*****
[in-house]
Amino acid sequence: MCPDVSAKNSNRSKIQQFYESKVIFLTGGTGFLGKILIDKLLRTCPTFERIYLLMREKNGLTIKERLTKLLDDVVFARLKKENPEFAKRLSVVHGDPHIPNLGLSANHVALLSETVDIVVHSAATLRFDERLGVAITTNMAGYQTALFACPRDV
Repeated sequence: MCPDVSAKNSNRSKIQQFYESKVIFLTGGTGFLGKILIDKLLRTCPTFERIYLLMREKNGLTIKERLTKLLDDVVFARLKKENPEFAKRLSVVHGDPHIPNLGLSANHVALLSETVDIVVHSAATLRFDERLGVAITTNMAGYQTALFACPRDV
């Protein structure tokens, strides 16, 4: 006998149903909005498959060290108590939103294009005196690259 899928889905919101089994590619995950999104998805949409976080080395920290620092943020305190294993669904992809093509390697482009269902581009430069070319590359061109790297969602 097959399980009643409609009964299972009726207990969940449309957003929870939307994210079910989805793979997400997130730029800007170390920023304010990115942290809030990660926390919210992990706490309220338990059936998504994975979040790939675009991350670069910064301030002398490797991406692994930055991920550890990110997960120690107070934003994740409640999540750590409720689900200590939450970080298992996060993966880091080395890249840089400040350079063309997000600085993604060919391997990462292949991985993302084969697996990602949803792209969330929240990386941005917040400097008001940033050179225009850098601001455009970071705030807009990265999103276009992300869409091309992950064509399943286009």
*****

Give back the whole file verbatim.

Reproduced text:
[in-house]
Amino acid sequence: MCPDVSAKNSNRSKIQQFYESKVIFLTGGTGFLGKILIDKLLRTCPTFERIYLLMREKNGLTIKERLTKLLDDVVFARLKKENPEFAKRLSVVHGDPHIPNLGLSANHVALLSETVDIVVHSAATLRFDERLGVAITTNMAGYQTALFACPRDV
Repeated sequence: MCPDVSAKNSNRSKIQQFYESKVIFLTGGTGFLGKILIDKLLRTCPTFERIYLLMREKNGLTIKERLTKLLDDVVFARLKKENPEFAKRLSVVHGDPHIPNLGLSANHVALLSETVDIVVHSAATLRFDERLGVAITTNMAGYQTALFACPRDV
């Protein structure tokens, strides 16, 4: 006998149903909005498959060290108590939103294009005196690259 899928889905919101089994590619995950999104998805949409976080080395920290620092943020305190294993669904992809093509390697482009269902581009430069070319590359061109790297969602 097959399980009643409609009964299972009726207990969940449309957003929870939307994210079910989805793979997400997130730029800007170390920023304010990115942290809030990660926390919210992990706490309220338990059936998504994975979040790939675009991350670069910064301030002398490797991406692994930055991920550890990110997960120690107070934003994740409640999540750590409720689900200590939450970080298992996060993966880091080395890249840089400040350079063309997000600085993604060919391997990462292949991985993302084969697996990602949803792209969330929240990386941005917040400097008001940033050179225009850098601001455009970071705030807009990265999103276009992300869409091309992950064509399943286009």